Which in turn means that there is no real means in Florida today (and certainly in the 3d District, based on this opinion) to get a full and fair determination of the meaning of local zoning and environmental regulations. Back to the need for a statutory remedy for the review of local ordinances and decisions.
The City approved a PUD. Neighbors and activist groups opposed it at the hearing, then brought both a certiorari challenge and a 163.3215 consistency challenge, which was later dropped.
The City claimed before the circuit court that the various petitioners had not demonstrated facts sufficient to establish standing under Renard v. Dade County for determining whether special damages are present. The Petitioners disagreed. The Circuit court found that the 163.3215 definitions of affected parties governed and ruled for the Petitioners.
The Second DCA found that once the consistency challenge was dropped, the Renard standing test applied, and that the facts in the record could not establish standing per Renard. The Court found:
We reject any suggestion that Mrs. Splitt et al. had standing even under
the more restrictive requirements of Renard and that the circuit court's failure to
apply the correct law therefore was harmless error. Standing under the Renard
special damages test is typically based on some impact on the litigant's
interest as an owner of property. See, e.g., Kagan v. West, 677 So. 2d 905,
908 (Fla. 4th DCA 1996); Pichette v. City of N. Miami, 642 So. 2d 1165,
1165-66 (Fla. 3d DCA 1994); State ex rel. Gardner v. Sailboat Key, Inc., 306
So. 2d 616, 618 (Fla. 3d DCA 1974). There is no warrant for concluding that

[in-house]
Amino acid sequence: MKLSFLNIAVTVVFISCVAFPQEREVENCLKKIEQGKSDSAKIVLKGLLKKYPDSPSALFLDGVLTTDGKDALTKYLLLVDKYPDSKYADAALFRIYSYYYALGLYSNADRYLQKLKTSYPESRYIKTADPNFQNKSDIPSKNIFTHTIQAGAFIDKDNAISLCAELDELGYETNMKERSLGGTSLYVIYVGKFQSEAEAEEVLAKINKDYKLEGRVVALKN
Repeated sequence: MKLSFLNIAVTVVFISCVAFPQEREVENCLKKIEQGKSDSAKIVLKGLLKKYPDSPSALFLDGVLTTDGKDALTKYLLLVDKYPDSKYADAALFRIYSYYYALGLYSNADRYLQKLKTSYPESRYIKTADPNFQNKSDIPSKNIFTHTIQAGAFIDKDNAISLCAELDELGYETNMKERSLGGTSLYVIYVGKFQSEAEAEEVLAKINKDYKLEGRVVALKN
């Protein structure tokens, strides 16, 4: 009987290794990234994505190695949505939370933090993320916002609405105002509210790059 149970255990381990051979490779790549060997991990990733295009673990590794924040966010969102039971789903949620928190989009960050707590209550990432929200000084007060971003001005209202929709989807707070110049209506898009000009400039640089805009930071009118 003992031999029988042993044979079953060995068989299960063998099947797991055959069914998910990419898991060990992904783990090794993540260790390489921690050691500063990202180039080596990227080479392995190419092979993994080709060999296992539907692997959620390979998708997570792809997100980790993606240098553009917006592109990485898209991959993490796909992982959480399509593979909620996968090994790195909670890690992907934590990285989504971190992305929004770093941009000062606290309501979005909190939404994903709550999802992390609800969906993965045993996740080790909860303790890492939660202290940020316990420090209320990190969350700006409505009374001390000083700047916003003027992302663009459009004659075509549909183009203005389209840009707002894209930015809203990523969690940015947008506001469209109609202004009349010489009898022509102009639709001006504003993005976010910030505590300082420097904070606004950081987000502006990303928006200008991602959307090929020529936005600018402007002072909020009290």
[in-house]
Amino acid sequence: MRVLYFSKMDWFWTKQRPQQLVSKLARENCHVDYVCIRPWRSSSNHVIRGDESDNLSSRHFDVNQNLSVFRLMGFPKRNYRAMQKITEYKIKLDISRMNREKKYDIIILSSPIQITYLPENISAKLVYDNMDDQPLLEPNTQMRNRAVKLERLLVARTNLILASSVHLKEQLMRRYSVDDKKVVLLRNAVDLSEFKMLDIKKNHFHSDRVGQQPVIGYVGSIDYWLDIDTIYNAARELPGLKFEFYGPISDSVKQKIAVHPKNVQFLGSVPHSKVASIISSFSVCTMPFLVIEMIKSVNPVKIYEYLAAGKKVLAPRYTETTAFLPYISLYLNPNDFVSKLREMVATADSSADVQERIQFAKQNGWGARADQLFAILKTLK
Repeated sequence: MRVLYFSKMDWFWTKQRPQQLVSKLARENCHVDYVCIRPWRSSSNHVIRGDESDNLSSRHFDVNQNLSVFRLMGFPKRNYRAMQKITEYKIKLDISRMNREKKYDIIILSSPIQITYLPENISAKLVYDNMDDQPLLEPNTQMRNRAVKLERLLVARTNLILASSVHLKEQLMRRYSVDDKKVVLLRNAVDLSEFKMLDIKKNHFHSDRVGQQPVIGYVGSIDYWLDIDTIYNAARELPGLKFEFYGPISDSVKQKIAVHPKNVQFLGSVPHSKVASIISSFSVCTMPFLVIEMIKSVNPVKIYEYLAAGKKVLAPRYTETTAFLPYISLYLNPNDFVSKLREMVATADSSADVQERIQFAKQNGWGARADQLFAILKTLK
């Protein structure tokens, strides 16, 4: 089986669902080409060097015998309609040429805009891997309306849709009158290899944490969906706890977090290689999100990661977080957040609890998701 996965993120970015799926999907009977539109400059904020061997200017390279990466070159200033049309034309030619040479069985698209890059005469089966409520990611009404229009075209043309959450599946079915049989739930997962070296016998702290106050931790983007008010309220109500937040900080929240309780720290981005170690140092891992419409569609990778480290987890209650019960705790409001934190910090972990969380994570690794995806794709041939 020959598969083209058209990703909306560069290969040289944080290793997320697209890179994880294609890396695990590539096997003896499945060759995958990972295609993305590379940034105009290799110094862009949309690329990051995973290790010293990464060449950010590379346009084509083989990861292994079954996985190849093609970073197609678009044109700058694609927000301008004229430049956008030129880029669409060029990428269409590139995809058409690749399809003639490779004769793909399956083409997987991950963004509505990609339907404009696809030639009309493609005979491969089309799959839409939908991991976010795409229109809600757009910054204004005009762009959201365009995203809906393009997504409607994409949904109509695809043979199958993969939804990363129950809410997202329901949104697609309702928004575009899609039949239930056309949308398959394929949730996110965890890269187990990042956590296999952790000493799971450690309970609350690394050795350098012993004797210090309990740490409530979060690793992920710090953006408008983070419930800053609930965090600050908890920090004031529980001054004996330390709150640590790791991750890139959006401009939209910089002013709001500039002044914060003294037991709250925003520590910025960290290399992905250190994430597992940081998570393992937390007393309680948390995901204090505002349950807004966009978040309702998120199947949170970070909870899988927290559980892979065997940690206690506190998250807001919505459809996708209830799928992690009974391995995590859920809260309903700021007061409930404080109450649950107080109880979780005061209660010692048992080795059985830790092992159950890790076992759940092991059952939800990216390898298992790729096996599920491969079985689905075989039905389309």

if the circuit court had applied the correct law, it would have determined
that Mrs. Splitt et al. established their standing under the special damages test
Two critical problems will be accentuated by this decision as written. First, where a local ordinance does not specify who is a party and who has standing to appeal, a bunch of time will have to be spent establishing standing facts before the local commission. You can just see the issues - neighbors will quite properly start demanding 20-30 minutes so that they can enter sufficient facts to establish standing/party status.
Second, the Second District was clearly led into mis-stating or mis-interpreting the Renard rule as being somehow tied to "ownership" when it clearly was not. The Renard test turns on whether the complaining party can establish an interest that is protected by the ordinance involved, and affected by the decision, to a different extent than the community at large. Renters and frequent users of property (or roads, etc.) affected by a decision could establish such interests. Furthermore, nothing in Renard would prevent associational standing as otherwise established in Florida law.